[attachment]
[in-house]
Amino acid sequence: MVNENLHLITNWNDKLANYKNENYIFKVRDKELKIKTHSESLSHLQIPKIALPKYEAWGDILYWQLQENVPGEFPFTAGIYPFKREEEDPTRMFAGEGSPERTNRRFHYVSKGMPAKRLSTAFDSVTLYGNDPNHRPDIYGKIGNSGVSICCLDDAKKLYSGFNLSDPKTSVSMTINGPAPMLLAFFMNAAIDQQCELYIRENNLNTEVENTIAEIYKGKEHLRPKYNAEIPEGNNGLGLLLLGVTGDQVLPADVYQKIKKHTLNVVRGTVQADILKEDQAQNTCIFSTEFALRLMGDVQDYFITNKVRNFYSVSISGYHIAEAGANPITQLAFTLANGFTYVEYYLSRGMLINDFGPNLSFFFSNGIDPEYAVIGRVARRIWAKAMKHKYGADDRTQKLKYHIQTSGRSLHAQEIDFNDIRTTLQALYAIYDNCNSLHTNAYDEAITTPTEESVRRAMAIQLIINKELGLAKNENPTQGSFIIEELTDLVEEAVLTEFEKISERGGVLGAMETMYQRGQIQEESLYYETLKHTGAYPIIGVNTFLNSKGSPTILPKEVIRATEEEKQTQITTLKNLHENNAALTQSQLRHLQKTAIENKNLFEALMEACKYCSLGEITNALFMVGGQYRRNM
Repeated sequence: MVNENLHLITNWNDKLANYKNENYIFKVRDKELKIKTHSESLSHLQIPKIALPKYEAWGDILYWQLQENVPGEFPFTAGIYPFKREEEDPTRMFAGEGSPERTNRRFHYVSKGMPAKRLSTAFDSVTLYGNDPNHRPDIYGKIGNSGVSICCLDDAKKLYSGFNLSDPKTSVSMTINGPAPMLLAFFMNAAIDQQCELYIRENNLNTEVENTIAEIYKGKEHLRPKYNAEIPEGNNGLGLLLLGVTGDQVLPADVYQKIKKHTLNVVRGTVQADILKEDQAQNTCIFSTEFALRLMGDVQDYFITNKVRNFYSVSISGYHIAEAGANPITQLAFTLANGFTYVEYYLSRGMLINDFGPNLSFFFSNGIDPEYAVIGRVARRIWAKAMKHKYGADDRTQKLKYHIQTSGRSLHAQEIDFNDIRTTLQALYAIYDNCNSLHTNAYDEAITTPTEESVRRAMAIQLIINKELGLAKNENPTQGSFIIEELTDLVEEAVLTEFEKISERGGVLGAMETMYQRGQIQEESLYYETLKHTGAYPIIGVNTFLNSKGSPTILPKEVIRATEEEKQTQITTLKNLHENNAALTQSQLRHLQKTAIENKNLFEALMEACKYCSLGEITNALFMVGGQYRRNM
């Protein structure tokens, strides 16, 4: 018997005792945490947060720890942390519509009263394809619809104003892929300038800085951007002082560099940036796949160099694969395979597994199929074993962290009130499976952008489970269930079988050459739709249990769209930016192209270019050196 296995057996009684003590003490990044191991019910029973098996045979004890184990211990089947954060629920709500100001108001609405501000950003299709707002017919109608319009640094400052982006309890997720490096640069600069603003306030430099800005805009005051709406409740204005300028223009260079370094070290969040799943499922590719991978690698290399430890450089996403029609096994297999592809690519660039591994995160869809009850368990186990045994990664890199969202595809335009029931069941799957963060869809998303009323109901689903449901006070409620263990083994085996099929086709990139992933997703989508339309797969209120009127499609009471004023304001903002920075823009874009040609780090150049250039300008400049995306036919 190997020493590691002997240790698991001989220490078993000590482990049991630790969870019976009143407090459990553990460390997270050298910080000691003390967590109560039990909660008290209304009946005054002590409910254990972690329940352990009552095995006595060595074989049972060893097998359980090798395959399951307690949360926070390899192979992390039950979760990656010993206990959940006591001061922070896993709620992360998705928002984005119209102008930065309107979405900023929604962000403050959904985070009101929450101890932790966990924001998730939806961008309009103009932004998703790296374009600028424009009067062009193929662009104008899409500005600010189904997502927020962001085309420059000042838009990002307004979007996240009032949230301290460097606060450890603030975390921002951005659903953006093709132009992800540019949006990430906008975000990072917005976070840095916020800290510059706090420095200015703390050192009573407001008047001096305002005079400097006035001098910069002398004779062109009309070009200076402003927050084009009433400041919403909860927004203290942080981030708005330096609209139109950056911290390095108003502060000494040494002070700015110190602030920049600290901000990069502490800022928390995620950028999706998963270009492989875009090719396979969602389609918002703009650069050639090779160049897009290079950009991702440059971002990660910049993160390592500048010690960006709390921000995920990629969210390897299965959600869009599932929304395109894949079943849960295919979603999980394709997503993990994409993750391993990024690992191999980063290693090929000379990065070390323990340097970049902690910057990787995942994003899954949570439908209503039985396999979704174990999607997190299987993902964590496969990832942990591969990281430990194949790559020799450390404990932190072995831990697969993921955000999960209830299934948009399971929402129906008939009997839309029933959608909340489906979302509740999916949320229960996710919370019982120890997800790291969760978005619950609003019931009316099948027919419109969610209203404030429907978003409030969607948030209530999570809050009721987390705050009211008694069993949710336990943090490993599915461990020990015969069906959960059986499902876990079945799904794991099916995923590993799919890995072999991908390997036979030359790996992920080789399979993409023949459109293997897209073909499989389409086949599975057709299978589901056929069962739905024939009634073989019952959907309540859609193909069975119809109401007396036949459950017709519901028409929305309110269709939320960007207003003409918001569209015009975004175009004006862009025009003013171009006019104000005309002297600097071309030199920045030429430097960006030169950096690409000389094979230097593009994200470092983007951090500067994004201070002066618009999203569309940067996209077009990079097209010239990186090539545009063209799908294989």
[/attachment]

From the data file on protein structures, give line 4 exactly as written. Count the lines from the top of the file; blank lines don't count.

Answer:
């Protein structure tokens, strides 16, 4: 018997005792945490947060720890942390519509009263394809619809104003892929300038800085951007002082560099940036796949160099694969395979597994199929074993962290009130499976952008489970269930079988050459739709249990769209930016192209270019050196 296995057996009684003590003490990044191991019910029973098996045979004890184990211990089947954060629920709500100001108001609405501000950003299709707002017919109608319009640094400052982006309890997720490096640069600069603003306030430099800005805009005051709406409740204005300028223009260079370094070290969040799943499922590719991978690698290399430890450089996403029609096994297999592809690519660039591994995160869809009850368990186990045994990664890199969202595809335009029931069941799957963060869809998303009323109901689903449901006070409620263990083994085996099929086709990139992933997703989508339309797969209120009127499609009471004023304001903002920075823009874009040609780090150049250039300008400049995306036919 190997020493590691002997240790698991001989220490078993000590482990049991630790969870019976009143407090459990553990460390997270050298910080000691003390967590109560039990909660008290209304009946005054002590409910254990972690329940352990009552095995006595060595074989049972060893097998359980090798395959399951307690949360926070390899192979992390039950979760990656010993206990959940006591001061922070896993709620992360998705928002984005119209102008930065309107979405900023929604962000403050959904985070009101929450101890932790966990924001998730939806961008309009103009932004998703790296374009600028424009009067062009193929662009104008899409500005600010189904997502927020962001085309420059000042838009990002307004979007996240009032949230301290460097606060450890603030975390921002951005659903953006093709132009992800540019949006990430906008975000990072917005976070840095916020800290510059706090420095200015703390050192009573407001008047001096305002005079400097006035001098910069002398004779062109009309070009200076402003927050084009009433400041919403909860927004203290942080981030708005330096609209139109950056911290390095108003502060000494040494002070700015110190602030920049600290901000990069502490800022928390995620950028999706998963270009492989875009090719396979969602389609918002703009650069050639090779160049897009290079950009991702440059971002990660910049993160390592500048010690960006709390921000995920990629969210390897299965959600869009599932929304395109894949079943849960295919979603999980394709997503993990994409993750391993990024690992191999980063290693090929000379990065070390323990340097970049902690910057990787995942994003899954949570439908209503039985396999979704174990999607997190299987993902964590496969990832942990591969990281430990194949790559020799450390404990932190072995831990697969993921955000999960209830299934948009399971929402129906008939009997839309029933959608909340489906979302509740999916949320229960996710919370019982120890997800790291969760978005619950609003019931009316099948027919419109969610209203404030429907978003409030969607948030209530999570809050009721987390705050009211008694069993949710336990943090490993599915461990020990015969069906959960059986499902876990079945799904794991099916995923590993799919890995072999991908390997036979030359790996992920080789399979993409023949459109293997897209073909499989389409086949599975057709299978589901056929069962739905024939009634073989019952959907309540859609193909069975119809109401007396036949459950017709519901028409929305309110269709939320960007207003003409918001569209015009975004175009004006862009025009003013171009006019104000005309002297600097071309030199920045030429430097960006030169950096690409000389094979230097593009994200470092983007951090500067994004201070002066618009999203569309940067996209077009990079097209010239990186090539545009063209799908294989």